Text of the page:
Erick is really nice and funny and we get along really well (actually we work together so we see each other almost every day) and I know he likes me because he’s basically told me in every possible way except saying it out right. And I think the only reason he won’t is because he doesn’t want to ruin our friendship if I say no. 

Then there’s Ben. He’s smart, and handsome, and I’ve had a crush on him for a while now. And he’s finally started to pay attention to me. Not that he didn’t before. We were friends but we never really had a chance to spend time together just the two of us. But now we’ve started going to coffee together, just as friends, and reading books together, and it feels so good. 

I would feel like a jerk if I went to Prom with Ben, because of how long Erick has been basically in love with me. But I can’t help thinking that Ben and I fit together better and that we would have a better chance to maybe find love if we had a chance to spend more time together. I guess what I’m stuck between is what I feel I want to do and what I feel I should do. 

Any Ideas?

Divided Heart

Making a choice

Which one to chose

My Dear Divided,

I’m so very glad to have you as my first letter. Especially seeing as this letter pertains to my special talent, namely finding the right match for every single person left in Yorkshire and after that, the world. You see, love is such a wonderful thing there is no real reason for anyone to keep such a silly notion as singleness for long.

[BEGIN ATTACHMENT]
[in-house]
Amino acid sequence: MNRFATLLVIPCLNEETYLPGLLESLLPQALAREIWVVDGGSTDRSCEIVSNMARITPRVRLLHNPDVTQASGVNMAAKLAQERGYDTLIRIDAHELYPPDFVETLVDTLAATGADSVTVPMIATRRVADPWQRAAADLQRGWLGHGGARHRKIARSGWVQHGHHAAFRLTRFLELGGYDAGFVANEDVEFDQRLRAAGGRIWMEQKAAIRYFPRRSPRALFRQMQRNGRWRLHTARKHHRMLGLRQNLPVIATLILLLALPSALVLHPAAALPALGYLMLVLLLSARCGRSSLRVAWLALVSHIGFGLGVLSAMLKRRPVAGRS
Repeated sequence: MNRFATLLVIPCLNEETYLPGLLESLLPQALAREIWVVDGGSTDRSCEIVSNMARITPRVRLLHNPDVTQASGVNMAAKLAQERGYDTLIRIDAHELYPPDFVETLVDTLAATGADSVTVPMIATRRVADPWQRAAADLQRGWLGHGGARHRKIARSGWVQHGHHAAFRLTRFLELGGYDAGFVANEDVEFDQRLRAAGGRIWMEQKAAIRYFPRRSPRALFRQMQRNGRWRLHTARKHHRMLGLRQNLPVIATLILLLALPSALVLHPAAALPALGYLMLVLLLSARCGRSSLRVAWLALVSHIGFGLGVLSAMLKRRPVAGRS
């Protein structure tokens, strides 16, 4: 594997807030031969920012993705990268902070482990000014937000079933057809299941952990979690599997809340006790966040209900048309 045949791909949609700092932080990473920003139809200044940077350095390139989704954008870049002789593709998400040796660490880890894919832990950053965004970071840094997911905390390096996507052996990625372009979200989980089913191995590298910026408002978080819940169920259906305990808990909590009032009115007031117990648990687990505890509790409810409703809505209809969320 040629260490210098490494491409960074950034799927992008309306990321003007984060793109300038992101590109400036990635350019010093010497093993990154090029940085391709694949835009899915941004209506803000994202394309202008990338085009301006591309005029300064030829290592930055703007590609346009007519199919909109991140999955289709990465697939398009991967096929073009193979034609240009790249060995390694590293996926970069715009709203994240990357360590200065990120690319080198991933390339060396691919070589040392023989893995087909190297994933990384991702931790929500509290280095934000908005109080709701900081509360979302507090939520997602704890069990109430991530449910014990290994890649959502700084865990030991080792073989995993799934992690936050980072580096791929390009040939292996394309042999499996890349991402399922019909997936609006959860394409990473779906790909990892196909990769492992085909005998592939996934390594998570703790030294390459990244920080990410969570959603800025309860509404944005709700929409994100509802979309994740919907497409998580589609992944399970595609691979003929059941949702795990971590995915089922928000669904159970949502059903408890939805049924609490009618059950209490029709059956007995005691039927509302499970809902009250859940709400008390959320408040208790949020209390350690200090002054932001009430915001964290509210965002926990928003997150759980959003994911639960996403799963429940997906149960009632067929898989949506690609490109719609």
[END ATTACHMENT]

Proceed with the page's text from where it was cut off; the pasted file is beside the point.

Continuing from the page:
I would advise that you find out as soon as possible, whether or not this Ben has any kind of intention towards you. You may write him a letter, or you may have one of your friends ask one of his friends. But either way, ascertain an answer as soon as possible, so that you can find out if he is even worth considering. If he is, then go for him, for if Erick’s love is really as true and ardent as you have described, he shall only grow the more steadfast while you pursue Ben. And then if it doesn’t work out with Ben you know you always have Erick to fall back on.

I know this must sound terrible, but really, is it that wrong? You may find truest love with Ben and that is definitely worth the risk. And if Erick does not wait for you, then it may not have been real love after all, and then you have avoided quite a serious future entanglement. Test Erick’s love while also attempting Ben’s and you shall never find yourself wanting in admirers.

Sincerely,

Mrs. Jenings

 

 


An Issue of Intellect….

Dear Mr. Knightly,

I have a friend who is a loner, an extremely smart nerd with almost no other friends. I hate to see him so alone as he always lights up when someone notices him. I want to reach out, but I feel I’m not smart enough to really maintain a friendship on his intellectual level. When he talks to other smart kids, he’s smiling and happy. When he talks to me, his eyes sort of glaze over. How can I be a good friend?

Sincerely,
Not Smart Enough

dark and quiet

I am smiling

Dear Not,